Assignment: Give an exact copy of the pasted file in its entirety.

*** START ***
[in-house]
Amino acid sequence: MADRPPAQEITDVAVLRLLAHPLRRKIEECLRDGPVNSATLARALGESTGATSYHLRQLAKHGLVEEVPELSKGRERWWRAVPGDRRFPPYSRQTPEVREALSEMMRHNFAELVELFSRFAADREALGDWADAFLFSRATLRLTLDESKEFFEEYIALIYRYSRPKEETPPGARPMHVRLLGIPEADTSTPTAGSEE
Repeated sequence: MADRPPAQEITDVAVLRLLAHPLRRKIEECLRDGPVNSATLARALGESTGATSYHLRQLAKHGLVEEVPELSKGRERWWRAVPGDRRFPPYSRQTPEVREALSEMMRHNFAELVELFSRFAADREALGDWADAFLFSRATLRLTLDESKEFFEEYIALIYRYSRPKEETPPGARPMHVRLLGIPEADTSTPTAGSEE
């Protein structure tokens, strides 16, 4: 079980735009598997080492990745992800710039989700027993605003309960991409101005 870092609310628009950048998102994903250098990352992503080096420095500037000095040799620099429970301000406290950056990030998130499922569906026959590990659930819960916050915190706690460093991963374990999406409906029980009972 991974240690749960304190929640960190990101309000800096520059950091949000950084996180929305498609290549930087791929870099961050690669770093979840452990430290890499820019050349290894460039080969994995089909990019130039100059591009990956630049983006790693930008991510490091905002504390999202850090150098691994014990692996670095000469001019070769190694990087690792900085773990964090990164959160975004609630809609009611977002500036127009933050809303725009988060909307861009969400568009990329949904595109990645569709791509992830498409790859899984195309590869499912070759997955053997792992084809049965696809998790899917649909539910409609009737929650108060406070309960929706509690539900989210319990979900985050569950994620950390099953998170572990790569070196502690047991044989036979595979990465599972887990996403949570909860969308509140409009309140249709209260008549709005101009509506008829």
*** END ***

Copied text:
[in-house]
Amino acid sequence: MADRPPAQEITDVAVLRLLAHPLRRKIEECLRDGPVNSATLARALGESTGATSYHLRQLAKHGLVEEVPELSKGRERWWRAVPGDRRFPPYSRQTPEVREALSEMMRHNFAELVELFSRFAADREALGDWADAFLFSRATLRLTLDESKEFFEEYIALIYRYSRPKEETPPGARPMHVRLLGIPEADTSTPTAGSEE
Repeated sequence: MADRPPAQEITDVAVLRLLAHPLRRKIEECLRDGPVNSATLARALGESTGATSYHLRQLAKHGLVEEVPELSKGRERWWRAVPGDRRFPPYSRQTPEVREALSEMMRHNFAELVELFSRFAADREALGDWADAFLFSRATLRLTLDESKEFFEEYIALIYRYSRPKEETPPGARPMHVRLLGIPEADTSTPTAGSEE
């Protein structure tokens, strides 16, 4: 079980735009598997080492990745992800710039989700027993605003309960991409101005 870092609310628009950048998102994903250098990352992503080096420095500037000095040799620099429970301000406290950056990030998130499922569906026959590990659930819960916050915190706690460093991963374990999406409906029980009972 991974240690749960304190929640960190990101309000800096520059950091949000950084996180929305498609290549930087791929870099961050690669770093979840452990430290890499820019050349290894460039080969994995089909990019130039100059591009990956630049983006790693930008991510490091905002504390999202850090150098691994014990692996670095000469001019070769190694990087690792900085773990964090990164959160975004609630809609009611977002500036127009933050809303725009988060909307861009969400568009990329949904595109990645569709791509992830498409790859899984195309590869499912070759997955053997792992084809049965696809998790899917649909539910409609009737929650108060406070309960929706509690539900989210319990979900985050569950994620950390099953998170572990790569070196502690047991044989036979595979990465599972887990996403949570909860969308509140409009309140249709209260008549709005101009509506008829």